she: robed and wordless
I opened this jewel of a book, hoping beyond hope that it would be filled with the type of poems that would inspire my prayers. I was not disappointed. After reading through the poems in Sister Lou Ella Hickman’s new collection, I am pleased to say she has done a wonderful job.
In her book, Sister Lou Ella starts at the beginning, in the Old Testament, with both familiar names like Leah, Ruth, Esther, and unnamed women: Lot’s daughter; Absalom’ wife; and King David’s mother. Then we are taken to the women of the New Testament. There, as we settle into our comfy chair, we can read, ponder, and pray the gospels with Sr. Lou Ella’s assistance. These little nuggets of insight will help us become more acquainted with our loving God. While reading the poetic thoughts of women, as they go through their biblical adventures and trials, we journey with them, as in the following poem:
Mary, after the death of her husband, Joseph
he, too, was my treasure—
he loved beyond the reach of words
that embraced the beckoning of dreams…
With these lines I remember that Mary loved Joseph, having spent many years in his company. For Joseph, she cooked, sewed, cleaned, and lived. Now alone, she ponders he who was both treasure and family. Mary, how you must have missed him, and then later, Jesus. How did you bear the loneliness?
Sr. Lou Ella’s unique voice and well-crafted poems examine not just the imagined thoughts and ponderings of the women of both the Old and the New Testaments, she reveals depths to the mysteries in the bible as well. These short, gentle poems stir the imagination, and serve the reader as a springboard to prayer. Sr. Lou Ella is able to get to the heart of things:
woman bent with infirmity
I was less than servant animals
voiceless in their grazing or being
…on the fringes”
the woman with the hemorrhage “…I was tired of their pity…”
These poems remind us that Jesus chose to perform his greatest miracles for the poor, the lonely, the widows, and the forsaken. WE are the poor, the lonely, the widows, and the forsaken, whom the divine physician wishes to heal. By placing ourselves in the Gospel scenes, we become more familiar with God. He shows us in these scenes: though the world may forget us, He has not, and will not, forget us. He wishes to heal us. He seeks us out, like he seeks out those in the bible. What words would you or I say to him there, in those scenes? As you read, you may find yourself stopping, as I did, to talk to Our Lord like those who came face to face with him did.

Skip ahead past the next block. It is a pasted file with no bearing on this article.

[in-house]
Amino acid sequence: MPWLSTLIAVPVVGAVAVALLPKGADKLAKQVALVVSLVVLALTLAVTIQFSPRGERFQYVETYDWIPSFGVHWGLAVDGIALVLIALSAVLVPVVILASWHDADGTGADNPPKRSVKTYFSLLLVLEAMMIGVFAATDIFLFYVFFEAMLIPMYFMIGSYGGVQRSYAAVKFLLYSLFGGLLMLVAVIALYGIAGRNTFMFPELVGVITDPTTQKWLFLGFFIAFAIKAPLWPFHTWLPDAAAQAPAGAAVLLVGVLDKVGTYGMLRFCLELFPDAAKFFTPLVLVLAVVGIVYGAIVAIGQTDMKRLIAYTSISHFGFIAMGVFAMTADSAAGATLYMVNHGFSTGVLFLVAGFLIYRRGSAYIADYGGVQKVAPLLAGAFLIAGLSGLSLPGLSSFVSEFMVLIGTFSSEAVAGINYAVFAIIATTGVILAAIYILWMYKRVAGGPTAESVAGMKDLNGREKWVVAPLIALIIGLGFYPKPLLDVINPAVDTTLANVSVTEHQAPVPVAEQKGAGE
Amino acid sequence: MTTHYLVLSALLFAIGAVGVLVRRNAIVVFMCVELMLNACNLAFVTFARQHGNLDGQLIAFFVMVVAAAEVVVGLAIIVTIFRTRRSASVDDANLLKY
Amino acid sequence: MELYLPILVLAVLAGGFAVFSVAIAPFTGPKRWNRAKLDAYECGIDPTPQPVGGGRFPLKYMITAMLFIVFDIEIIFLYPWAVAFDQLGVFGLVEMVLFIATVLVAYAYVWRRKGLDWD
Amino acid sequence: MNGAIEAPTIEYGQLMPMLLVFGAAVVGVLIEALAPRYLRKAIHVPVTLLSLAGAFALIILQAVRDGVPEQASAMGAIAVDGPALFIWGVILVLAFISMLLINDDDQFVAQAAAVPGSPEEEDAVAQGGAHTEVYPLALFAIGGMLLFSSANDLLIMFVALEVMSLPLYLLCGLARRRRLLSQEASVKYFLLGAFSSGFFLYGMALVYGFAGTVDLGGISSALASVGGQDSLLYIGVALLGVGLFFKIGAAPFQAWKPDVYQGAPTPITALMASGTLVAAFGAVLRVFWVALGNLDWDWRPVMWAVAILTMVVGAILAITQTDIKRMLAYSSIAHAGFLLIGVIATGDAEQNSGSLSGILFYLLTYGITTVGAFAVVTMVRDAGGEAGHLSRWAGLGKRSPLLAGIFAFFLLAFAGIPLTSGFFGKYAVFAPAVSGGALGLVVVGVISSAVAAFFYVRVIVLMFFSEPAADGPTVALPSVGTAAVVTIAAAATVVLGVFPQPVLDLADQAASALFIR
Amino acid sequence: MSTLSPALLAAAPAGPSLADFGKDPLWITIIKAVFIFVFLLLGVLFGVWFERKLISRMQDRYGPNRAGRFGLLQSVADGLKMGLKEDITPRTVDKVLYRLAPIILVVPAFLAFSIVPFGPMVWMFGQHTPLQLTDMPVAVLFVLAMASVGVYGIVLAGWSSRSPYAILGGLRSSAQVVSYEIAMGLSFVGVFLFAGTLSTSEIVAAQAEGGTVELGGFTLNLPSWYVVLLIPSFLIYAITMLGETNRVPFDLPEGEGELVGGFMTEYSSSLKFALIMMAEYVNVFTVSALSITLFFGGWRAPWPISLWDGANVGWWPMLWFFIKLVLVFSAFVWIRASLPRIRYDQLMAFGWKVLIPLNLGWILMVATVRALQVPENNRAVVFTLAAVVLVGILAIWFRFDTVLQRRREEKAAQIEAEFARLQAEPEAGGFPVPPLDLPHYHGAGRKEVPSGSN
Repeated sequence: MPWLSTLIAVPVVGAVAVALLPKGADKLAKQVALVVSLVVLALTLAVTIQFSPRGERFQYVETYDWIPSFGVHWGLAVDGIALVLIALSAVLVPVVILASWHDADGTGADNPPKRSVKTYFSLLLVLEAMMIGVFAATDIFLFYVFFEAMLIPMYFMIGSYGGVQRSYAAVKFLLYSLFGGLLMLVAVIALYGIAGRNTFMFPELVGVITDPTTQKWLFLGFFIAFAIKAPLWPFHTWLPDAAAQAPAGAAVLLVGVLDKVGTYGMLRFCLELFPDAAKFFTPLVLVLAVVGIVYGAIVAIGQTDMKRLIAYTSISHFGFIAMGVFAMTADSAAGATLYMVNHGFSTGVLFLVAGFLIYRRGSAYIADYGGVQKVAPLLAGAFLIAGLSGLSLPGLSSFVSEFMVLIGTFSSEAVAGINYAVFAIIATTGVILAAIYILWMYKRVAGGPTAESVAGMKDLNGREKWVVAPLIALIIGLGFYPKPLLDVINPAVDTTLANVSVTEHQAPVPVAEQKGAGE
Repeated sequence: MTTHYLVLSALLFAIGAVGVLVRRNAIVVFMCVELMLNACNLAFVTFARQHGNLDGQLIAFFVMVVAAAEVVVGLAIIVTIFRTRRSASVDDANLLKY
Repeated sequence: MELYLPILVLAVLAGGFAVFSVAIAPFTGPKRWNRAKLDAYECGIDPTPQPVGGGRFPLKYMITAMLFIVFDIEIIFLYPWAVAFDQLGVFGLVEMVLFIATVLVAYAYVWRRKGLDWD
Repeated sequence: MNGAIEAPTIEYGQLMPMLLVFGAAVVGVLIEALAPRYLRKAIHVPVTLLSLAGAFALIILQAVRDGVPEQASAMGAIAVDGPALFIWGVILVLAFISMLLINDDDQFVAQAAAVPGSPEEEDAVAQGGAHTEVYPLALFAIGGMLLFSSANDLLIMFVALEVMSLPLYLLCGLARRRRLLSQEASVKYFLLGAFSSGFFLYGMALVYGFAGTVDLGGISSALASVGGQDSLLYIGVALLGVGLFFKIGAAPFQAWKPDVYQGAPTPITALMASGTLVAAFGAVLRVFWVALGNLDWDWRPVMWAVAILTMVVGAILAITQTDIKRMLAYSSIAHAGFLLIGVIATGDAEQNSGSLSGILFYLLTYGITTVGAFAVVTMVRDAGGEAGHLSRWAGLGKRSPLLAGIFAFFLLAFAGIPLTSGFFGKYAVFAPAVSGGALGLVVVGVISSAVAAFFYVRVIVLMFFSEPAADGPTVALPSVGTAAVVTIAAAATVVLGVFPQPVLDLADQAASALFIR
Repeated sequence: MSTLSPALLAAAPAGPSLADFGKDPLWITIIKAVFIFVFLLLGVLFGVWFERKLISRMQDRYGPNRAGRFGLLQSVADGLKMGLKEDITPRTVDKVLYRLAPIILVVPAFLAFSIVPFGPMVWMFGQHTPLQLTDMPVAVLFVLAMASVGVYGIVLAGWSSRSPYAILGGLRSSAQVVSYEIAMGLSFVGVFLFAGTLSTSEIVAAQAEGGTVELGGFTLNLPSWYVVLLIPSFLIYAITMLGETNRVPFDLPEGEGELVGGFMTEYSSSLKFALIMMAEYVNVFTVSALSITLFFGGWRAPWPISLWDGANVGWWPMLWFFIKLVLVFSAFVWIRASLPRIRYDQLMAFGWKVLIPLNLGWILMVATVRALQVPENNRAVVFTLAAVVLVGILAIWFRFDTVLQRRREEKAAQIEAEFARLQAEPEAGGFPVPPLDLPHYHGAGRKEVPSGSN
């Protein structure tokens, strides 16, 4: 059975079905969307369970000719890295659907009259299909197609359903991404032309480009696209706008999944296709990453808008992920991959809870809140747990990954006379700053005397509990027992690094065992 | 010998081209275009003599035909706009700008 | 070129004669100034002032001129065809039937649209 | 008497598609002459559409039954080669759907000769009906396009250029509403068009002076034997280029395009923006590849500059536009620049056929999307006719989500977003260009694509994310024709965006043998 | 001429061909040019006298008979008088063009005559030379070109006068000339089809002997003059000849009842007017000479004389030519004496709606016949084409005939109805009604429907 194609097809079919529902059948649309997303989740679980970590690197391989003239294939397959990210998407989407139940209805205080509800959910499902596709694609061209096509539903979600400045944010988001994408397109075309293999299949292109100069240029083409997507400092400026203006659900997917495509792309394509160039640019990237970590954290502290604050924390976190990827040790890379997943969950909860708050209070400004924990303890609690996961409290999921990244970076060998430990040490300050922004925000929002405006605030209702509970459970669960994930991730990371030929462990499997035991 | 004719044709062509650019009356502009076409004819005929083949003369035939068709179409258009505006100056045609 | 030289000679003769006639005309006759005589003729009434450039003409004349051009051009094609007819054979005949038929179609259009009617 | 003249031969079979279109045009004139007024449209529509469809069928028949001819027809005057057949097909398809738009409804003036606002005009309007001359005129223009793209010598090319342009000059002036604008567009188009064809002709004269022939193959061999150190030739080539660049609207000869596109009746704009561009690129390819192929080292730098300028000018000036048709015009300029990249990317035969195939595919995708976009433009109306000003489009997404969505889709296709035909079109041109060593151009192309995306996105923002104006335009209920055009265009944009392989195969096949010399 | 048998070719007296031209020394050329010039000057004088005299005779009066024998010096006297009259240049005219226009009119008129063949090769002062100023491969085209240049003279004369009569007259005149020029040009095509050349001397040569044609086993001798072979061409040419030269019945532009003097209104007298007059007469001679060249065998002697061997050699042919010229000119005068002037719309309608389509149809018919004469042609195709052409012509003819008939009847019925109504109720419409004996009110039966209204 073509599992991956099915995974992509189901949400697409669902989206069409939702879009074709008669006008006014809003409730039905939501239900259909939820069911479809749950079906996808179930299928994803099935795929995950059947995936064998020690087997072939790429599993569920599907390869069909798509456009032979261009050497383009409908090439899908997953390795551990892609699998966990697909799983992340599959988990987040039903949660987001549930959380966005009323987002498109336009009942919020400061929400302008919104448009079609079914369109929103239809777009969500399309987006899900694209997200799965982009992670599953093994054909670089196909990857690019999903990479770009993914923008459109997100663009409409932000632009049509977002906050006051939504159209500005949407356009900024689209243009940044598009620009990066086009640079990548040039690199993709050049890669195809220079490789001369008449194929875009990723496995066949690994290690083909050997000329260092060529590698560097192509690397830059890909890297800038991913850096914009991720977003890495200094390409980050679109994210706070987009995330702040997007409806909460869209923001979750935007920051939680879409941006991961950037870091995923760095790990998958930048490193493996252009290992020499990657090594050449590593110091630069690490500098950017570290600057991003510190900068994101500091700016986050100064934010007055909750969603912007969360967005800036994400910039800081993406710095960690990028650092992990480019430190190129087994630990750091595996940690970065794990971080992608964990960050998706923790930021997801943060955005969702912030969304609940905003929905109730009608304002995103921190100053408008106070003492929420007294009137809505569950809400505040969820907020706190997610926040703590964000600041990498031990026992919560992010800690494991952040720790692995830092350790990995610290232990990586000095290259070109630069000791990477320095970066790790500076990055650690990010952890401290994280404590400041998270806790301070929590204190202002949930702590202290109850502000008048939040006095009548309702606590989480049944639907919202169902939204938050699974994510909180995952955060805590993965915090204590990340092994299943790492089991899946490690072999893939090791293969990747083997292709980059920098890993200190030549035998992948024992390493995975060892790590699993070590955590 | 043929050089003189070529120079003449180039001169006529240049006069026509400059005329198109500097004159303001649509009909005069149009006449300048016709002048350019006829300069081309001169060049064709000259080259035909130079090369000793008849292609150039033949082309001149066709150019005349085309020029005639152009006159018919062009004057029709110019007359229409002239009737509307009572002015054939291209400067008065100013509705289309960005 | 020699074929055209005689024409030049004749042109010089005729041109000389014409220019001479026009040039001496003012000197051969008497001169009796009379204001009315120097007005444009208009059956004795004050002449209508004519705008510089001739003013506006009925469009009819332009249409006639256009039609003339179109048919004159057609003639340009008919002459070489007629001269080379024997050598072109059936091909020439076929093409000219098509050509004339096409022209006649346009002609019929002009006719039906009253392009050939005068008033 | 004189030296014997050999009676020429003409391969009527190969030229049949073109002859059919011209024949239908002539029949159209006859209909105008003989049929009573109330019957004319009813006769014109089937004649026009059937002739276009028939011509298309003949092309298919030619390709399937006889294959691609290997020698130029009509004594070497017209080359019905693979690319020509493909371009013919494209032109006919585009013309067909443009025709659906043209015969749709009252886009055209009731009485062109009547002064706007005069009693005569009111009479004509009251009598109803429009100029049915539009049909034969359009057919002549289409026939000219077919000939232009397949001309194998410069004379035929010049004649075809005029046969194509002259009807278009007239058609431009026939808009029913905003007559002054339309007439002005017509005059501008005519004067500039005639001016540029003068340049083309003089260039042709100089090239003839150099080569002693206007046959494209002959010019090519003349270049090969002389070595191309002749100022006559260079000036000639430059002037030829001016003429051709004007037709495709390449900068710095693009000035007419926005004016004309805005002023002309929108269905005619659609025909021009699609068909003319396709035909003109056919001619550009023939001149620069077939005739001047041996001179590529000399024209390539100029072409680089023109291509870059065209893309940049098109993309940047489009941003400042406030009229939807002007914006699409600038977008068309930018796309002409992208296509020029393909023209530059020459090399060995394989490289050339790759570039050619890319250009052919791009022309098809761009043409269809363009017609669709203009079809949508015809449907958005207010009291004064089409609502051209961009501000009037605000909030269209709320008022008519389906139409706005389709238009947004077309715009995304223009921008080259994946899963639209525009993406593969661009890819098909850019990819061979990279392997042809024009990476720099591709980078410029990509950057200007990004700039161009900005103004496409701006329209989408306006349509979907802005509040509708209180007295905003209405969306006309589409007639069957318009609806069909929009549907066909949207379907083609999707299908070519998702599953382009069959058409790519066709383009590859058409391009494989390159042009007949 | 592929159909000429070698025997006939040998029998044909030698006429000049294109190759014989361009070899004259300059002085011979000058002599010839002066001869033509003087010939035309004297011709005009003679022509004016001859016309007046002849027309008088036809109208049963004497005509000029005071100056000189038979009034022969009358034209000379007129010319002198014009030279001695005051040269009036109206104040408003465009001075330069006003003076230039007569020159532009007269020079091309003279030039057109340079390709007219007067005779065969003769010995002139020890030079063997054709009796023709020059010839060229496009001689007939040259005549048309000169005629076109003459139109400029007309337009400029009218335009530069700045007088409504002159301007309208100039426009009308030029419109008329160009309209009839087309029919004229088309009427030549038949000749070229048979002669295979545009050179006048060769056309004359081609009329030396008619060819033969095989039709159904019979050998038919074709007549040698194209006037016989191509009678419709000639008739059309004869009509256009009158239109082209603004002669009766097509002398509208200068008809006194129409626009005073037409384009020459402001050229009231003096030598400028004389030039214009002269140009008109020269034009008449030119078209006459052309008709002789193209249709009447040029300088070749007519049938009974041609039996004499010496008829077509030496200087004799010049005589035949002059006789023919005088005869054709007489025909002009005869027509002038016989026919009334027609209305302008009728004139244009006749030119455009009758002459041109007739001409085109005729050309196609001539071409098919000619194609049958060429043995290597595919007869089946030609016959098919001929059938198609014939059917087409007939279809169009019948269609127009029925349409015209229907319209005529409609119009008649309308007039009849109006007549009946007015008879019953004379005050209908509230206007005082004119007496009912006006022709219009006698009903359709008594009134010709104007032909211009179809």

Sr. Lou Ella’s takes on these familiar stories in ways that lead the imagination on new paths. Although the poems are the voices of many women from the Bible, the truths revealed are for all of us. These poems supply the reader with many what ifs. What if we could talk to these women? What if they could respond to us? What would we learn? What would we ask? These poems bring these women to life, and along with them, the gospel scenes themselves.
In the following poem, a woman, an imagined bystander ponders the love of a father, Jairus, for his daughter-
an early disciple ponders the story of Jairus
i as a woman
have often wondered
who was this man, this father
who loved a child – a girl…
How many men and women (who haven’t known the love of a father) study the curious movements of those men who not only got it right, but relished their fatherly role? Who are these men ? How many women will weep as they read Sr. Lou Ella’s words of a woman amazed at a father’s tender love for his daughter?
Not only will this book help you come to know the women of the bible, but these beautiful poems are sure to trigger your imagination and prayer.
Sister Lou Ella Hickman is a member of the Sisters of the Incarnate Word and Blessed Sacrament of Corpus Christi, Texas. She has a master’s in theology and has taught on all levels, including college. She has worked in two libraries before working in a parish. Presently, she is a freelance writer as well as a certified spiritual director. Her poems and articles have been published in numerous magazines, including After Shocks: Poetry of Recovery for Life-Shattering Events, edited by Tom Lombardo, and in Down the Dark River, edited by Philip Kolin
You can find this new book of poems at Press 53